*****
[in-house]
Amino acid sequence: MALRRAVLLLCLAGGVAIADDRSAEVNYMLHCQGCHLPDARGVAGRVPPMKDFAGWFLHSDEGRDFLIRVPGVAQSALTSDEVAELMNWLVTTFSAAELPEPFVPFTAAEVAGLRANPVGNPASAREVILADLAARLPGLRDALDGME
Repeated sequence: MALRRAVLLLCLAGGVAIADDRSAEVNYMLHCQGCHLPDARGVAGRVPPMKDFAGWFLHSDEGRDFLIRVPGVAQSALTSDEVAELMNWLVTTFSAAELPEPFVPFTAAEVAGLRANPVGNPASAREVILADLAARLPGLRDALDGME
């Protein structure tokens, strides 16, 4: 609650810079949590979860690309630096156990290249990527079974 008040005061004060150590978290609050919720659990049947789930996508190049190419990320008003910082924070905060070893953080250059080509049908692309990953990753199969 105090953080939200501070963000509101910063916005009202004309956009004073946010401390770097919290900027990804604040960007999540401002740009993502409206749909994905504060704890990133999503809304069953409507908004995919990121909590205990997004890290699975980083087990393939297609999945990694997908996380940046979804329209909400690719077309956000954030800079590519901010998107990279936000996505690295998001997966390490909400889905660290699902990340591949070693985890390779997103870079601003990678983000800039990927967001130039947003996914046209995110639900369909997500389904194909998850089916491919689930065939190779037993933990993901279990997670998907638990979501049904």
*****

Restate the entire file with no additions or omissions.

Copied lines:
[in-house]
Amino acid sequence: MALRRAVLLLCLAGGVAIADDRSAEVNYMLHCQGCHLPDARGVAGRVPPMKDFAGWFLHSDEGRDFLIRVPGVAQSALTSDEVAELMNWLVTTFSAAELPEPFVPFTAAEVAGLRANPVGNPASAREVILADLAARLPGLRDALDGME
Repeated sequence: MALRRAVLLLCLAGGVAIADDRSAEVNYMLHCQGCHLPDARGVAGRVPPMKDFAGWFLHSDEGRDFLIRVPGVAQSALTSDEVAELMNWLVTTFSAAELPEPFVPFTAAEVAGLRANPVGNPASAREVILADLAARLPGLRDALDGME
């Protein structure tokens, strides 16, 4: 609650810079949590979860690309630096156990290249990527079974 008040005061004060150590978290609050919720659990049947789930996508190049190419990320008003910082924070905060070893953080250059080509049908692309990953990753199969 105090953080939200501070963000509101910063916005009202004309956009004073946010401390770097919290900027990804604040960007999540401002740009993502409206749909994905504060704890990133999503809304069953409507908004995919990121909590205990997004890290699975980083087990393939297609999945990694997908996380940046979804329209909400690719077309956000954030800079590519901010998107990279936000996505690295998001997966390490909400889905660290699902990340591949070693985890390779997103870079601003990678983000800039990927967001130039947003996914046209995110639900369909997500389904194909998850089916491919689930065939190779037993933990993901279990997670998907638990979501049904």